May-Thurner Syndrome

Although experiencing pain, discoloration and warmth in the legs is not necessarily a serious medical condition, it is important to have underlying vascular conditions such as May-Thurner Syndrome ruled out when seeking proper diagnosis and treatment.  

What is May-Thurner Syndrome?

May-Thurner Syndrome affects the iliac veins – a vascular structure containing internal and external veins that have several connections in the pelvic and abdominal region. May-Thurner Syndrome is caused when the left iliac vein is compressed under the right iliac artery, increasing the risk of Deep Vein Thrombosis (DVT) – the complete or partial blockage of veins due to a blood clot.

This vascular condition can be difficult to detect, with many cases being diagnosed along with DVT. While some patients are asymptomatic, others can experience multiple symptoms in their legs such as:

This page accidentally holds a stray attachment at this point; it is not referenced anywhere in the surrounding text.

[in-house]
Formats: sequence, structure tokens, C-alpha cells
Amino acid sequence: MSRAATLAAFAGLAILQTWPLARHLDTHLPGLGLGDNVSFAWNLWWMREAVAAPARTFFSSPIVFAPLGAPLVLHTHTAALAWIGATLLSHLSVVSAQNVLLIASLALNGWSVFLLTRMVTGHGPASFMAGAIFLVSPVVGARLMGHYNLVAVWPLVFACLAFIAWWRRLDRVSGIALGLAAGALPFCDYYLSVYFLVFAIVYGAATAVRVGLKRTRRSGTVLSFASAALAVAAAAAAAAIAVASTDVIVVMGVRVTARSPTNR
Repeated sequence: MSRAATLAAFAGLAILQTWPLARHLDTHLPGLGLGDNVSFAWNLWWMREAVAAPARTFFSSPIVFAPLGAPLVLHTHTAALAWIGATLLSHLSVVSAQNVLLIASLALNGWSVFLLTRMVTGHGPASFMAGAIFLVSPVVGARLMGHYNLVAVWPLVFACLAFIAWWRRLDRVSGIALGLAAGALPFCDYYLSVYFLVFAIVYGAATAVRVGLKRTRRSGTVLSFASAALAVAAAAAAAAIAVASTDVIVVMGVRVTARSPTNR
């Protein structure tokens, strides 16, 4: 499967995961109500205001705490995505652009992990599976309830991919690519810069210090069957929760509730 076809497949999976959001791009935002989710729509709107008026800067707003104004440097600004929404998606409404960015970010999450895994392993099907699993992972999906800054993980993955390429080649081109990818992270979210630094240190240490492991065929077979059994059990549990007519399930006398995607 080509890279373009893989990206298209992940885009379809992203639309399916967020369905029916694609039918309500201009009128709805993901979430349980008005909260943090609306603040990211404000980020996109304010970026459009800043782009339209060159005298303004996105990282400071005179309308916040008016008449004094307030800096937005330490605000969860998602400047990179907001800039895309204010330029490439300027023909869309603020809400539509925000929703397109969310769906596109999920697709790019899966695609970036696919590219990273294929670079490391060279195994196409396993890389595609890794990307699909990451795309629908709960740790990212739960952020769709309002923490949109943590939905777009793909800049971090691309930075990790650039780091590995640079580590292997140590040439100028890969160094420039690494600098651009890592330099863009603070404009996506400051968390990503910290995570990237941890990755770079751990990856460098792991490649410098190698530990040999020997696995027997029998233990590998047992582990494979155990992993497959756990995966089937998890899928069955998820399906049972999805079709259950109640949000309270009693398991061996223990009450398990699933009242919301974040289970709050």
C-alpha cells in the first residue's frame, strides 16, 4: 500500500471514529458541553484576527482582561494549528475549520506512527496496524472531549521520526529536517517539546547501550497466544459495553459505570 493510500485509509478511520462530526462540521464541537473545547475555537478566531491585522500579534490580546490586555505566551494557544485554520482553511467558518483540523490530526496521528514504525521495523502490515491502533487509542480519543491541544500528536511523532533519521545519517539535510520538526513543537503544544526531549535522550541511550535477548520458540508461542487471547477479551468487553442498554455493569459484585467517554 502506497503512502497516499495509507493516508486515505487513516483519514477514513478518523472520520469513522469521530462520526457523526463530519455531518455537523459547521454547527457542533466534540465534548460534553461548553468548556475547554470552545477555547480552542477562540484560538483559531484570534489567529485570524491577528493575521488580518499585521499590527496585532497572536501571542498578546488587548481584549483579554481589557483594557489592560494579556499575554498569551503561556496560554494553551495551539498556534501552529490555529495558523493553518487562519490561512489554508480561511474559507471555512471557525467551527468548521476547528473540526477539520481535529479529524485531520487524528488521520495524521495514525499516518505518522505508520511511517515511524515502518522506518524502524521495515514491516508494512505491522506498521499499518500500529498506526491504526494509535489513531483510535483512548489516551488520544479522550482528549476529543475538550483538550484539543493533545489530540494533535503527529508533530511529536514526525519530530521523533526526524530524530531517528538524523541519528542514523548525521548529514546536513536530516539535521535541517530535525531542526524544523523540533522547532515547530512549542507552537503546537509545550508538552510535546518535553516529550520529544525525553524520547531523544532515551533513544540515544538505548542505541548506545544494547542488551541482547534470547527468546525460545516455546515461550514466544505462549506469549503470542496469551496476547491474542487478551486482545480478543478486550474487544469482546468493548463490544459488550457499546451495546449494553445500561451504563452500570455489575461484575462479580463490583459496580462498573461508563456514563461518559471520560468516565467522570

• Swelling
  • Pain
  • Tenderness
  • Sensation of increased warmth
  • Redness or discoloration
  • Enlarged veins
  • The appearance of the affected leg being larger than the other
  • Ankle skin discoloration or ulcers
  • Development of varicose veins in the pelvic area

As the development of DVT can be potentially life threatening, it is important to have this condition properly diagnosed and treated. Although anyone can develop May-Thurner Syndrome, individuals with medical or family histories of blood clots tend to be at higher risk for this vascular condition.

How is May-Thurner Syndrome Treated?

Developments in diagnostic technology and medicine have made this condition easy to find and treat. Using intravascular ultrasound, a small, thin catheter is inserted with a balloon on the end. Once slightly inflated, the balloon stretches affected veins open and increases blood flow. A small, metal mesh tube called a stent is then carefully placed inside of the expanded vein to help provide structure. This procedure is minimally-invasive and can either be performed in the office at Pulse Cardiovascular or at a hospital, depending on patient preference.

What Can I Expect After Treatment?

If May-Thurner Syndrome is detected early before dangerous blood clots form, outcomes are generally excellent with patients experiencing complete recovery from symptoms. During your consultation, our team will discuss any potential side effects, risks or instructions that may apply to you.